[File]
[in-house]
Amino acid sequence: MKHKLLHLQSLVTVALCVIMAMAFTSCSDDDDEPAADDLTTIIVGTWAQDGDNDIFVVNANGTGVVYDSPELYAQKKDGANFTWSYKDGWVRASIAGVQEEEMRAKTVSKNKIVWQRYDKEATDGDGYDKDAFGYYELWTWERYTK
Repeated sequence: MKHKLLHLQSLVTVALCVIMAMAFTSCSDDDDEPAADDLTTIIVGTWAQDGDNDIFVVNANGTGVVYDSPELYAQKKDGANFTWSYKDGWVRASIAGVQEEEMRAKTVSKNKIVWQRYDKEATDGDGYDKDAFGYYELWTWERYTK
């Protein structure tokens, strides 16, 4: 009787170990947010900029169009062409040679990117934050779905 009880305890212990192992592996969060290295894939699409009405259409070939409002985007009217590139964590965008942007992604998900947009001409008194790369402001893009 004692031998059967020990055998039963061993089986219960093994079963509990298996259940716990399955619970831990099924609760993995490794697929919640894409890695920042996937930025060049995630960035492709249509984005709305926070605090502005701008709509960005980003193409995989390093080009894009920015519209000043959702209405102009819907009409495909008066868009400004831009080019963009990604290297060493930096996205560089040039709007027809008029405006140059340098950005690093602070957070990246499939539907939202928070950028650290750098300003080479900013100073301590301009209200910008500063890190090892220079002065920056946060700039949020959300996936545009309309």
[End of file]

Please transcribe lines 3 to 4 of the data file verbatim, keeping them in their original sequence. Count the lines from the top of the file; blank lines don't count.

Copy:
Repeated sequence: MKHKLLHLQSLVTVALCVIMAMAFTSCSDDDDEPAADDLTTIIVGTWAQDGDNDIFVVNANGTGVVYDSPELYAQKKDGANFTWSYKDGWVRASIAGVQEEEMRAKTVSKNKIVWQRYDKEATDGDGYDKDAFGYYELWTWERYTK
């Protein structure tokens, strides 16, 4: 009787170990947010900029169009062409040679990117934050779905 009880305890212990192992592996969060290295894939699409009405259409070939409002985007009217590139964590965008942007992604998900947009001409008194790369402001893009 004692031998059967020990055998039963061993089986219960093994079963509990298996259940716990399955619970831990099924609760993995490794697929919640894409890695920042996937930025060049995630960035492709249509984005709305926070605090502005701008709509960005980003193409995989390093080009894009920015519209000043959702209405102009819907009409495909008066868009400004831009080019963009990604290297060493930096996205560089040039709007027809008029405006140059340098950005690093602070957070990246499939539907939202928070950028650290750098300003080479900013100073301590301009209200910008500063890190090892220079002065920056946060700039949020959300996936545009309309």